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Title: Optical Bloch equations for simulating trapped-ion qubits
Author: Janacek, Hugh Alexander
ISNI:       0000 0004 6352 8603
Awarding Body: University of Oxford
Current Institution: University of Oxford
Date of Award: 2015
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This thesis describes work on numerical modelling of the 43Ca+ ion in a Paul trap using the optical Bloch equations. This is a challenging system to study, with many states involved in the internal dynamics. A major outcome is the development of a cooling scheme for the 146.09 gauss atomic clock transitions which makes use of a dark resonance. It is much more effective than methods that avoid coherent effects. The scheme is realised in experiment. Complicated fluorescence data is modelled very well, and predictions for the ion's motional temperature show good agreement with measured values. Data and fits for an ion that has been Doppler cooled below the Doppler limit are presented. I describe GLOBES, a set of routines that simulates an arbitrary ion in the presence of an arbitrary system of laser beams using the optical Bloch equations. Techniques used to efficiently calculate the steady state, analyse fluorescence scans and solve time-dependent problems for small and large times are discussed. A new routine SILVER IMPER that leapfrogs over the initial dynamics to model the approach to the steady state is introduced. Doppler cooling in 40Ca+ is analysed and two extensions made to the basic theory. The 'excursion method' of calculation takes account of the non-linear variation with velocity of the scattering rate. The 'dynamic method' allows for the fact that the ion may not be in equilibrium with the incident radiation during its oscillations, a necessity as the timescale of the external motion is of order the characteristic timescale of the internal motion for standard secular frequencies. This 'dynamic effect' is a general property of trapped ion systems and is also observed in a two-state system. A two-variable fluorescence scan taken from a four-laser, five-level system in 40Ca+ is analysed. Techniques to fit large data sets and automatically resolve resonant features are demonstrated. A general treatment of resonant behaviour in three, four and five level pump/probe systems is used to describe the data. This is verified by a second, tailor-made set of scans.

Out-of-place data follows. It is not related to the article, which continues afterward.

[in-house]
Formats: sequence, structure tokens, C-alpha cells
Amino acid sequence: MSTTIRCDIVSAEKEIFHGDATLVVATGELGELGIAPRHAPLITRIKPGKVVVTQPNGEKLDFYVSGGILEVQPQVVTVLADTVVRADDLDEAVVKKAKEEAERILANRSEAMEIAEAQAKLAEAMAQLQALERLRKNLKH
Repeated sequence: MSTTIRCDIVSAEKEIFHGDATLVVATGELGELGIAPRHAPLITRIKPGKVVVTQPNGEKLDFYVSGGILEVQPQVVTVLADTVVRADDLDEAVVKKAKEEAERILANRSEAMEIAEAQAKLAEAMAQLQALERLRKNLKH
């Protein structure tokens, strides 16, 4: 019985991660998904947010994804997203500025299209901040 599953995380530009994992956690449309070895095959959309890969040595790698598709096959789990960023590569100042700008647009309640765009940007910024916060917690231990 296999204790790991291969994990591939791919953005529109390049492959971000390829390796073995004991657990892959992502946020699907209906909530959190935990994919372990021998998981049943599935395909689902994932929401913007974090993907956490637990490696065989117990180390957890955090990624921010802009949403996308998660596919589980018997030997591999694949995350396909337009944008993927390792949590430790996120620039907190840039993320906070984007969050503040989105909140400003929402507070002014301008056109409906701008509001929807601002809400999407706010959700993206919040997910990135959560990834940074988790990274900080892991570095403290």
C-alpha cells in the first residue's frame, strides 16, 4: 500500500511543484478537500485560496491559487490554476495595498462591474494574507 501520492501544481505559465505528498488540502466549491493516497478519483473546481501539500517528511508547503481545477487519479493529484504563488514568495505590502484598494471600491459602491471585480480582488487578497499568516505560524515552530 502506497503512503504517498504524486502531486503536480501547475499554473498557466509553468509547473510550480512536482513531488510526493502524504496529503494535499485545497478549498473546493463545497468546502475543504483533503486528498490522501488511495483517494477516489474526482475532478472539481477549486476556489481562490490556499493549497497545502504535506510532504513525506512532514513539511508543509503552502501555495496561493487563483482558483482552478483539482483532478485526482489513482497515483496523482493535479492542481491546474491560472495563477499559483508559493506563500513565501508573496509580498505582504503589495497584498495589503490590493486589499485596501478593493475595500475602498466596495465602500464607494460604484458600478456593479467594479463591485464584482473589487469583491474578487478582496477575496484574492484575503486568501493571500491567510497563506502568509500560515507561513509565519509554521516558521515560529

Supervisor: Steane, Andrew Sponsor: Engineering and Physical Sciences Research Council
Qualification Name: Thesis (Ph.D.) Qualification Level: Doctoral
EThOS ID:  DOI: Not available